Tipperary has one of highest number of road fatalities this year

RSA report reveals Tipperary has second highest rate of deaths on Irish roads

Nationalist Reporter

Reporter:

Nationalist Reporter

Tipperary roads are the second most dangerous in the country, according to the RSA

Tipperary roads are the second most dangerous in the country, according to the RSA

The Road Safety Authority (RSA) and An Garda Síochána have today published a provisional review of road fatalities for the first half of 2018. 

The review shows that from 1 January to 30 June 2018, 78 people died on Irish roads in 73 collisions - with Tipperary road deaths higher than Dublin and just less than on the roads of Cork.

The highest number of fatalities among all road users occurred in Cork (11) followed by Tipperary (7) and Dublin (6).

This represents 3% more collisions and 3% more deaths compared to provisional Garda data for the same period in 2017. The RSA has warned that, if the current trend continues, up to 78 more people could die before the end of 2018.

The review shows that:

 

·         Road deaths have increased by 2 when compared to figures for the same period last year

·         Up to 30 June 2018, 39 drivers, 12 passengers, 18 pedestrians, 3 motorcyclists and 6 pedal cyclists have been killed on Irish roads

·         April and June were the worst months for road fatalities with 17 deaths in each month

Commenting on the review, Minister for Transport, Tourism and Sport, Shane Ross T.D, said: “The statistics revealed today are disappointing. After seeing a reduction of 11% in the first half of 2017, that positive trend has been reversed in 2018. It shows the absolute need for ongoing vigilance by road users, a greater level of visible Garda presence on our roads and robust traffic legislation on our statute books.”

 

Minister Ross continued: “I welcome the passage of the Road Traffic (Amendment) Bill 2017 through the Dáil. This is a critical piece of legislation aimed at that small cohort of drivers who continue to engage in risky behaviour. I would like to thank everyone who has supported the legislation to date and I would urge our public representatives to ensure this bill continues to move forward.”

 

Moyagh Murdock, RSA CEO said: “These statistics show that it’s the behaviour of road users on rural roads, our local roads which poses the greatest danger to people. Simple changes in behaviour can help to save lives. Wearing high visibility clothing when walking or cycling, particularly in the hours of darkness, is essential to be being seen on our roads. In addition, I would urge all drivers and passengers to make sure that buckling their seatbelt is the first thing they do before setting off on a journey. Sadly we continue to see fatalities where a vehicle occupant was not wearing a seatbelt and therefore had no protection in a collision.”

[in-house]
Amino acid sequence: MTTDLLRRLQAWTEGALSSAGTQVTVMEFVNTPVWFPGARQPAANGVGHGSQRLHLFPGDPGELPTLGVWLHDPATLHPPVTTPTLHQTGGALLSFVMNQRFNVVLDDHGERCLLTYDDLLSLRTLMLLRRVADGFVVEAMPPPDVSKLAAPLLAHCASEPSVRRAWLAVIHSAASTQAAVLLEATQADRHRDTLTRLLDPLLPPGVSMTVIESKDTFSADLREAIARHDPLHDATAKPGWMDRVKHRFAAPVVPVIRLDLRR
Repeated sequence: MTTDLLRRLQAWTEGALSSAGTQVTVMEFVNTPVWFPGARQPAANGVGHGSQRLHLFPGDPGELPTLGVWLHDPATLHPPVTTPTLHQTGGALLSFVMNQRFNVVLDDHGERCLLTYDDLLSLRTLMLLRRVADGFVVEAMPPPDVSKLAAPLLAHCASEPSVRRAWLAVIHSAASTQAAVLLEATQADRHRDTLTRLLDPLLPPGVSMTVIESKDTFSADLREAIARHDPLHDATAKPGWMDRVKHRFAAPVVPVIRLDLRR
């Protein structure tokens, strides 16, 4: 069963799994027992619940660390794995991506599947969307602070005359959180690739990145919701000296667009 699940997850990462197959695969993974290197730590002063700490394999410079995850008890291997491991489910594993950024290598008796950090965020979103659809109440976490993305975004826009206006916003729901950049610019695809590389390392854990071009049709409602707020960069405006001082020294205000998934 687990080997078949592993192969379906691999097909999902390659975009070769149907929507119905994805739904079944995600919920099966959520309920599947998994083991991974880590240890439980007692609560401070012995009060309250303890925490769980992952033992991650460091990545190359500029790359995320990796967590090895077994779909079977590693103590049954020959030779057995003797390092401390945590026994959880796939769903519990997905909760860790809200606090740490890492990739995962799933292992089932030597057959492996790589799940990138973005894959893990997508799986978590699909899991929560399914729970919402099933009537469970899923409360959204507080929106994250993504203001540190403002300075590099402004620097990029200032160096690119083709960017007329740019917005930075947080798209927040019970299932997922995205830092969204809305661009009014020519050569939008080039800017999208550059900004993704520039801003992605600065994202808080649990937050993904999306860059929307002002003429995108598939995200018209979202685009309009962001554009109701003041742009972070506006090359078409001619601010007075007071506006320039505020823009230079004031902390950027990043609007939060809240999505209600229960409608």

Chief Superintendent Finbarr Murphy, Garda National Roads Policing Bureau, said: “I appeal to the public to act responsibly and practice good road safety habits. In particular, I would remind people of the dangers of driving under the influence of alcohol or drugs. It is no longer acceptable in society to drink or take drugs and drive at any time of the year. No one has the right to put other people’s safety and lives in danger through their selfish actions. The members of the Roads Policing Unit will continue over the second half of 2018 to target high-risk drivers in order to make the roads safer for all.”

 

The Review of Fatal Collisions from 1 January to 30 June 2018 found that:

 

·         Road deaths have increased by 3% when compared to figures for the same period last year

·         Up to 30 June 2018, 39 drivers, 12 passengers, 18 pedestrians, 3 motorcyclists and 6 pedal cyclists have been killed on Irish roads

·         The highest number of fatalities among all road users occurred in Cork (11) followed by Tipperary (7) and Dublin (6)

·         There has been a reduction in motorcyclist fatalities with 70% less deaths than for the same period last year

·         The highest risk age group of drivers killed was 66 years and older

·         Half of fatalities happened from Friday to Sunday

·         There were 17 fatalities between midnight and 6am (22%). The majority of these (11) occurred on Saturday and Sunday morning.

As of Monday 9 July, 83 people have been killed on Ireland’s roads, three more than the same period last year.